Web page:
encore career

Boomers for Hire: Why Older Workers Can Make Great Job Candidates

With job growth accelerating, many small businesses are hunting for talented, experienced and affordable hires. And, increasingly, many are finding this skill set among retired Baby Boomers, who want to head back to work—either full-time or part-time—in a second or “encore” career.

In fact, Encore.org, a nonprofit that provides resources to make it easier for people to pursue jobs with meaning and continued income in the second half of life, has found that 9 million people, ages 44 to 70, are already working in such careers, and that 31 million more are interested.

Why Boomers are Working Through Retirement

Boomers are working through retirement for a host of reasons: extra income, sometimes to replenish diminished retirement accounts; boredom with another round of bridge or golf; desire for a new challenge; a chance to help others once they’ve achieved many goals and raised children; and a way to connect face-to-face with others.

“The ability to use their brains and be around others is something a lot miss once they retire,” says Allison O’Kelly, founder and CEO of the Marietta, Ga.,-based staffing firm Mom Corps, which helps senior-level employees and companies meet flexible work schedules.

Top Reasons Boomers are Worth Bringing on Board

So what’s in it for small businesses? The country’s 78 million Boomers make up the “largest, healthiest, best-educated population of Americans,” says Encore.org. Neither young nor old, these older workers have honed a variety of skills over time and can represent an extraordinary resource for businesses:

  • Experience. Many possess transferable talents and don’t require additional training or supervision to get the job done.
  • Income. The income requirements may be less demanding for those with grown children, paid-off mortgages or benefits from former employers.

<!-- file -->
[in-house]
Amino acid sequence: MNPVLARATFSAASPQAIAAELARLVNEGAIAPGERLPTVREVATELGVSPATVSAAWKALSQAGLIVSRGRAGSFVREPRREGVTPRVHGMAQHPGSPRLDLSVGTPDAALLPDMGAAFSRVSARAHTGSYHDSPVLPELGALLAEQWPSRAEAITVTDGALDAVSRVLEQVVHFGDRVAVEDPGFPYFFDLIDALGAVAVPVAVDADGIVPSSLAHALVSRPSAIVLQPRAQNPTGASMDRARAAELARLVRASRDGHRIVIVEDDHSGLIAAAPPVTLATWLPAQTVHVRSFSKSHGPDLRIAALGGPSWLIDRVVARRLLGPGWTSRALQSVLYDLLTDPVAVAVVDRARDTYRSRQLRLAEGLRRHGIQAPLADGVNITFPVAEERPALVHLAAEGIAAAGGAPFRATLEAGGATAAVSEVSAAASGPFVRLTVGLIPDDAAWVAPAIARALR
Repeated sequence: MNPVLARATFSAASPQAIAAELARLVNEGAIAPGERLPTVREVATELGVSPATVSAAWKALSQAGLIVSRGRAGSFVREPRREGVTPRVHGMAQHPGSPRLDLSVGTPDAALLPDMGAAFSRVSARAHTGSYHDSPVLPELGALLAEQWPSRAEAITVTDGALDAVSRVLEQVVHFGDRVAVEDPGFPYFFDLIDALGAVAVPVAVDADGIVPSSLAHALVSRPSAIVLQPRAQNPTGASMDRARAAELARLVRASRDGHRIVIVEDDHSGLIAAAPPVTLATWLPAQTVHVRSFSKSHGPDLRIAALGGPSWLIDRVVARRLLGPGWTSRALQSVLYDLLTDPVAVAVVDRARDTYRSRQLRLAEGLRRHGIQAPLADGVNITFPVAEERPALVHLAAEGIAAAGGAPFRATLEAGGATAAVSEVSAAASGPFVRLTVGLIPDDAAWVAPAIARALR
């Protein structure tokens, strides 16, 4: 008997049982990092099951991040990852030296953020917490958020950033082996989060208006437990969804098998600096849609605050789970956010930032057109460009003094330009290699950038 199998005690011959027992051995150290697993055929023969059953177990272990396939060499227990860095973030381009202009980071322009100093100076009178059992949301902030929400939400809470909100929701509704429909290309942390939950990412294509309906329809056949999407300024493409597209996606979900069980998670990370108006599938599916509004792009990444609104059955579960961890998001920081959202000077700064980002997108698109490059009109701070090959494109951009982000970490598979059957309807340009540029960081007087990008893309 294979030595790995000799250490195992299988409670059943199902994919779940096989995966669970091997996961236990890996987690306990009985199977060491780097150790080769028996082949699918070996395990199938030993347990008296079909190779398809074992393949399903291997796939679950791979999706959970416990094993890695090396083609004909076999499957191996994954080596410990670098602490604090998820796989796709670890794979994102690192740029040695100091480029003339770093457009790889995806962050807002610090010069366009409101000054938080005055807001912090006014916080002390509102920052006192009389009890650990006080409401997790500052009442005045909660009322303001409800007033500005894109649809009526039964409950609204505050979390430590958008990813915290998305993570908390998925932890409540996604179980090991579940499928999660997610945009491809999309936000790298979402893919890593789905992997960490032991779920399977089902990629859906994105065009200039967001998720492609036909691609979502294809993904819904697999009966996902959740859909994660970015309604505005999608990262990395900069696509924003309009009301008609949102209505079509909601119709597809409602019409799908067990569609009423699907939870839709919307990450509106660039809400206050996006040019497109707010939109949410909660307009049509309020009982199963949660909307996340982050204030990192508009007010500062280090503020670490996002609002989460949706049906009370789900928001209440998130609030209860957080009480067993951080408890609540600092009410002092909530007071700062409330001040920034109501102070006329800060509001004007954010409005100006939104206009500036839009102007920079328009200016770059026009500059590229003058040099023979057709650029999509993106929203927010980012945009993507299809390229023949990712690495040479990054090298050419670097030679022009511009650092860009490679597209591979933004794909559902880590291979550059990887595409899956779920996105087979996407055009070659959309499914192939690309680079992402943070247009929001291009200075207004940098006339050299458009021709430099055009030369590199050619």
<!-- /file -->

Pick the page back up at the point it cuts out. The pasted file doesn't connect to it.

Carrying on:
• Flexibility. Many workers view late-in-life work as a way to use their skills in a new way, or a chance to network and interact with others, so they may be more flexible about unconventional assignments, schedules or other job aspects as a result.
  • Focus. Boomers typically aren’t juggling the task of raising young children along with work, leaving them free to focus on work as job No. 1.
  • No entitlement. They don’t turn off peers and clients by acting entitled, a trait inherited from their Greatest Generation parents, says leadership coach Leslie G. Ungar of Electric Impulse Communications in Akron, Ohio. What they seek most is respect, he says.
  • Loyalty. Because many workers held jobs at the same workplace for decades, they often are content to stay put rather than look for the next, best job, says career transition expert Sally Haver of The Ayers Group/Career Partners International, a human resources consulting firm.
  • Emotional intelligence. They interact well with co-workers due to rich life experiences, from raising children to getting divorced, and being around the block, says Thomas J. Walter, CEO of Tasty Catering, in Elk Grove, Ill., which employs many Boomers.
  • Manners. They understand the value of customer service—how to answer a phone with, “Good morning,” rather than, “Hey,” says Walter.
  • Resilience. When problems arise, their years of life experience frequently mean they remain calm and patient and help to resolve dilemmas, Walter says.

How to Find Retired, Job-Hunting Boomers

While many can be found through traditional career sites like CareerBuilder or LinkedIn, others can be tapped through nonprofit organizations where they volunteer, specialized career services focusing on older workers, Chambers of Commerce, business networking organizations like BNI, college alumni associations, community colleges that help them master new skills and houses of worship. Encore.org offers additional resources.

  This guest post comes from the editors of The Allstate Blog, which helps small business owners prepare for the unpredictability of life.


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